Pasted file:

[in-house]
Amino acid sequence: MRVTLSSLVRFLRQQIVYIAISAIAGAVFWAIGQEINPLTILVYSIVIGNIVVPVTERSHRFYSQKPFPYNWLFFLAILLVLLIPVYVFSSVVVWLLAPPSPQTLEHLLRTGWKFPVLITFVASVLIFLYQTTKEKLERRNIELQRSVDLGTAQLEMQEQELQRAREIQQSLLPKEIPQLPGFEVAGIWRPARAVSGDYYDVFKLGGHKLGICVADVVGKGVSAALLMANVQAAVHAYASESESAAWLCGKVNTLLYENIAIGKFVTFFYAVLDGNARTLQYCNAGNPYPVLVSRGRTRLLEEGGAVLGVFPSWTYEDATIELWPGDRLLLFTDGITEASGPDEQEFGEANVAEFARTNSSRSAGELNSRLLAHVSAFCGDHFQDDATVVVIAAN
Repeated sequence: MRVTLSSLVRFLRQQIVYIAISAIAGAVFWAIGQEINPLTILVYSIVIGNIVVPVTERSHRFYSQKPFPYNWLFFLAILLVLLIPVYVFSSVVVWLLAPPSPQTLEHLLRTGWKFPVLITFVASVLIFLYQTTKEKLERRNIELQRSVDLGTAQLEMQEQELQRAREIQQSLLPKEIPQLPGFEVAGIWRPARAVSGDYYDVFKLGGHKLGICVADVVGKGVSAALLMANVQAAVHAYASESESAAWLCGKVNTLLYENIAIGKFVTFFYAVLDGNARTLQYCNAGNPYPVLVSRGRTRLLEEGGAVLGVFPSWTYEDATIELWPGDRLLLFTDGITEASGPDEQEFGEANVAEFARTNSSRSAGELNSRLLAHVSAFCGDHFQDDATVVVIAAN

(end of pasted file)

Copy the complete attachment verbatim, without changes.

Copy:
[in-house]
Amino acid sequence: MRVTLSSLVRFLRQQIVYIAISAIAGAVFWAIGQEINPLTILVYSIVIGNIVVPVTERSHRFYSQKPFPYNWLFFLAILLVLLIPVYVFSSVVVWLLAPPSPQTLEHLLRTGWKFPVLITFVASVLIFLYQTTKEKLERRNIELQRSVDLGTAQLEMQEQELQRAREIQQSLLPKEIPQLPGFEVAGIWRPARAVSGDYYDVFKLGGHKLGICVADVVGKGVSAALLMANVQAAVHAYASESESAAWLCGKVNTLLYENIAIGKFVTFFYAVLDGNARTLQYCNAGNPYPVLVSRGRTRLLEEGGAVLGVFPSWTYEDATIELWPGDRLLLFTDGITEASGPDEQEFGEANVAEFARTNSSRSAGELNSRLLAHVSAFCGDHFQDDATVVVIAAN
Repeated sequence: MRVTLSSLVRFLRQQIVYIAISAIAGAVFWAIGQEINPLTILVYSIVIGNIVVPVTERSHRFYSQKPFPYNWLFFLAILLVLLIPVYVFSSVVVWLLAPPSPQTLEHLLRTGWKFPVLITFVASVLIFLYQTTKEKLERRNIELQRSVDLGTAQLEMQEQELQRAREIQQSLLPKEIPQLPGFEVAGIWRPARAVSGDYYDVFKLGGHKLGICVADVVGKGVSAALLMANVQAAVHAYASESESAAWLCGKVNTLLYENIAIGKFVTFFYAVLDGNARTLQYCNAGNPYPVLVSRGRTRLLEEGGAVLGVFPSWTYEDATIELWPGDRLLLFTDGITEASGPDEQEFGEANVAEFARTNSSRSAGELNSRLLAHVSAFCGDHFQDDATVVVIAAN